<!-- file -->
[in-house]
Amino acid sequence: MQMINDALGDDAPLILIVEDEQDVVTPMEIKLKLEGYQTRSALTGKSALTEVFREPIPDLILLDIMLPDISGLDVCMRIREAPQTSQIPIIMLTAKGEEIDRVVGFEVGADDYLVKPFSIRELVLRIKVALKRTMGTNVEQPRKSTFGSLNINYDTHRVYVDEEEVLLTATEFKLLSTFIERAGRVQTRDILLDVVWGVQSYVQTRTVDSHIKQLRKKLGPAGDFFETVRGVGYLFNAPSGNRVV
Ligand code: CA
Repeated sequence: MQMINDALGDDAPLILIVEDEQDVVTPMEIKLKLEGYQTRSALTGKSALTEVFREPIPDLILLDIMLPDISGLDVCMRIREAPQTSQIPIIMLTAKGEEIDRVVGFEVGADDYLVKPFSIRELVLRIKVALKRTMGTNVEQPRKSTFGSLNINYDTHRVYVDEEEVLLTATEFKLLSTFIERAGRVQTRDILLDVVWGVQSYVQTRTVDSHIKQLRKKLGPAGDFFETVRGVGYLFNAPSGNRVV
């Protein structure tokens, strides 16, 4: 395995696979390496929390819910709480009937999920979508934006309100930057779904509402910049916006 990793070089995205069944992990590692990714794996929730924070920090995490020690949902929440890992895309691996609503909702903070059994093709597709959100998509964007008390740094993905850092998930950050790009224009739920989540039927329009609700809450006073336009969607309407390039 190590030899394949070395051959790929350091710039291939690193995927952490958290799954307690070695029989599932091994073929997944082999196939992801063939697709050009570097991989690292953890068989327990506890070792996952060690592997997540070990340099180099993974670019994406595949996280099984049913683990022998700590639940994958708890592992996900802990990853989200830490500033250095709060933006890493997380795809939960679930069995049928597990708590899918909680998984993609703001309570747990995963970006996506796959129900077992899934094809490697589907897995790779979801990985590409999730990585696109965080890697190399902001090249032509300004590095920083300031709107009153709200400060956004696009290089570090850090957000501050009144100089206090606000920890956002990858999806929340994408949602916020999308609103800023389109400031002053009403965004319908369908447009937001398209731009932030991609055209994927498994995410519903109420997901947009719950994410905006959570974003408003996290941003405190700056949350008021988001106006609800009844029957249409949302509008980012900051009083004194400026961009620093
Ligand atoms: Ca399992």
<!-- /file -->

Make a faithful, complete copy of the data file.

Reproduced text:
[in-house]
Amino acid sequence: MQMINDALGDDAPLILIVEDEQDVVTPMEIKLKLEGYQTRSALTGKSALTEVFREPIPDLILLDIMLPDISGLDVCMRIREAPQTSQIPIIMLTAKGEEIDRVVGFEVGADDYLVKPFSIRELVLRIKVALKRTMGTNVEQPRKSTFGSLNINYDTHRVYVDEEEVLLTATEFKLLSTFIERAGRVQTRDILLDVVWGVQSYVQTRTVDSHIKQLRKKLGPAGDFFETVRGVGYLFNAPSGNRVV
Ligand code: CA
Repeated sequence: MQMINDALGDDAPLILIVEDEQDVVTPMEIKLKLEGYQTRSALTGKSALTEVFREPIPDLILLDIMLPDISGLDVCMRIREAPQTSQIPIIMLTAKGEEIDRVVGFEVGADDYLVKPFSIRELVLRIKVALKRTMGTNVEQPRKSTFGSLNINYDTHRVYVDEEEVLLTATEFKLLSTFIERAGRVQTRDILLDVVWGVQSYVQTRTVDSHIKQLRKKLGPAGDFFETVRGVGYLFNAPSGNRVV
């Protein structure tokens, strides 16, 4: 395995696979390496929390819910709480009937999920979508934006309100930057779904509402910049916006 990793070089995205069944992990590692990714794996929730924070920090995490020690949902929440890992895309691996609503909702903070059994093709597709959100998509964007008390740094993905850092998930950050790009224009739920989540039927329009609700809450006073336009969607309407390039 190590030899394949070395051959790929350091710039291939690193995927952490958290799954307690070695029989599932091994073929997944082999196939992801063939697709050009570097991989690292953890068989327990506890070792996952060690592997997540070990340099180099993974670019994406595949996280099984049913683990022998700590639940994958708890592992996900802990990853989200830490500033250095709060933006890493997380795809939960679930069995049928597990708590899918909680998984993609703001309570747990995963970006996506796959129900077992899934094809490697589907897995790779979801990985590409999730990585696109965080890697190399902001090249032509300004590095920083300031709107009153709200400060956004696009290089570090850090957000501050009144100089206090606000920890956002990858999806929340994408949602916020999308609103800023389109400031002053009403965004319908369908447009937001398209731009932030991609055209994927498994995410519903109420997901947009719950994410905006959570974003408003996290941003405190700056949350008021988001106006609800009844029957249409949302509008980012900051009083004194400026961009620093
Ligand atoms: Ca399992």